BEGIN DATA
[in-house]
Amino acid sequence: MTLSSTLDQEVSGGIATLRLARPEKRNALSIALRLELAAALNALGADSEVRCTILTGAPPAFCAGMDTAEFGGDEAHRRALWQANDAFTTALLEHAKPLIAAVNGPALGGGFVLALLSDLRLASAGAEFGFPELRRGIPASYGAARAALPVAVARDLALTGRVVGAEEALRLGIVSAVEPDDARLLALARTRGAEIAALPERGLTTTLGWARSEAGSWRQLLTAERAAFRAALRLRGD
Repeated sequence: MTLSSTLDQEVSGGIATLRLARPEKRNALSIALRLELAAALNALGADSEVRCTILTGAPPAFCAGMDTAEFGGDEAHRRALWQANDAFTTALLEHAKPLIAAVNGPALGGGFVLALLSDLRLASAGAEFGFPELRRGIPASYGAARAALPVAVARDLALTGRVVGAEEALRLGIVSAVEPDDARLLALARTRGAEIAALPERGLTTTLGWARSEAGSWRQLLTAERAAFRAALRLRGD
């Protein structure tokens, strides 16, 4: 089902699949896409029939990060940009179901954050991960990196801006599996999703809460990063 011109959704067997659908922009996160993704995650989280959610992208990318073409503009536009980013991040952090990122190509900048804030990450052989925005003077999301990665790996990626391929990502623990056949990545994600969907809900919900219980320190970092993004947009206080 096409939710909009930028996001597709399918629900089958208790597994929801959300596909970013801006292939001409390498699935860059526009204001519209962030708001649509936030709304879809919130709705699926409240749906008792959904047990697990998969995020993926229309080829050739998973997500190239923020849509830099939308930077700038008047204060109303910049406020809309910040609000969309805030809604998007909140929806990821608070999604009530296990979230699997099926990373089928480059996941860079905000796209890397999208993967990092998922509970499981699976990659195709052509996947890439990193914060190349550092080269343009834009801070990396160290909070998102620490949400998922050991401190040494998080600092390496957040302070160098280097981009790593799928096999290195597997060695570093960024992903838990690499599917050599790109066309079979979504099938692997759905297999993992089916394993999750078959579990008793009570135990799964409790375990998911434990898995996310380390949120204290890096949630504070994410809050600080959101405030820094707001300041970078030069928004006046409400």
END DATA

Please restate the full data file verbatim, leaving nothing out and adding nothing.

[in-house]
Amino acid sequence: MTLSSTLDQEVSGGIATLRLARPEKRNALSIALRLELAAALNALGADSEVRCTILTGAPPAFCAGMDTAEFGGDEAHRRALWQANDAFTTALLEHAKPLIAAVNGPALGGGFVLALLSDLRLASAGAEFGFPELRRGIPASYGAARAALPVAVARDLALTGRVVGAEEALRLGIVSAVEPDDARLLALARTRGAEIAALPERGLTTTLGWARSEAGSWRQLLTAERAAFRAALRLRGD
Repeated sequence: MTLSSTLDQEVSGGIATLRLARPEKRNALSIALRLELAAALNALGADSEVRCTILTGAPPAFCAGMDTAEFGGDEAHRRALWQANDAFTTALLEHAKPLIAAVNGPALGGGFVLALLSDLRLASAGAEFGFPELRRGIPASYGAARAALPVAVARDLALTGRVVGAEEALRLGIVSAVEPDDARLLALARTRGAEIAALPERGLTTTLGWARSEAGSWRQLLTAERAAFRAALRLRGD
């Protein structure tokens, strides 16, 4: 089902699949896409029939990060940009179901954050991960990196801006599996999703809460990063 011109959704067997659908922009996160993704995650989280959610992208990318073409503009536009980013991040952090990122190509900048804030990450052989925005003077999301990665790996990626391929990502623990056949990545994600969907809900919900219980320190970092993004947009206080 096409939710909009930028996001597709399918629900089958208790597994929801959300596909970013801006292939001409390498699935860059526009204001519209962030708001649509936030709304879809919130709705699926409240749906008792959904047990697990998969995020993926229309080829050739998973997500190239923020849509830099939308930077700038008047204060109303910049406020809309910040609000969309805030809604998007909140929806990821608070999604009530296990979230699997099926990373089928480059996941860079905000796209890397999208993967990092998922509970499981699976990659195709052509996947890439990193914060190349550092080269343009834009801070990396160290909070998102620490949400998922050991401190040494998080600092390496957040302070160098280097981009790593799928096999290195597997060695570093960024992903838990690499599917050599790109066309079979979504099938692997759905297999993992089916394993999750078959579990008793009570135990799964409790375990998911434990898995996310380390949120204290890096949630504070994410809050600080959101405030820094707001300041970078030069928004006046409400």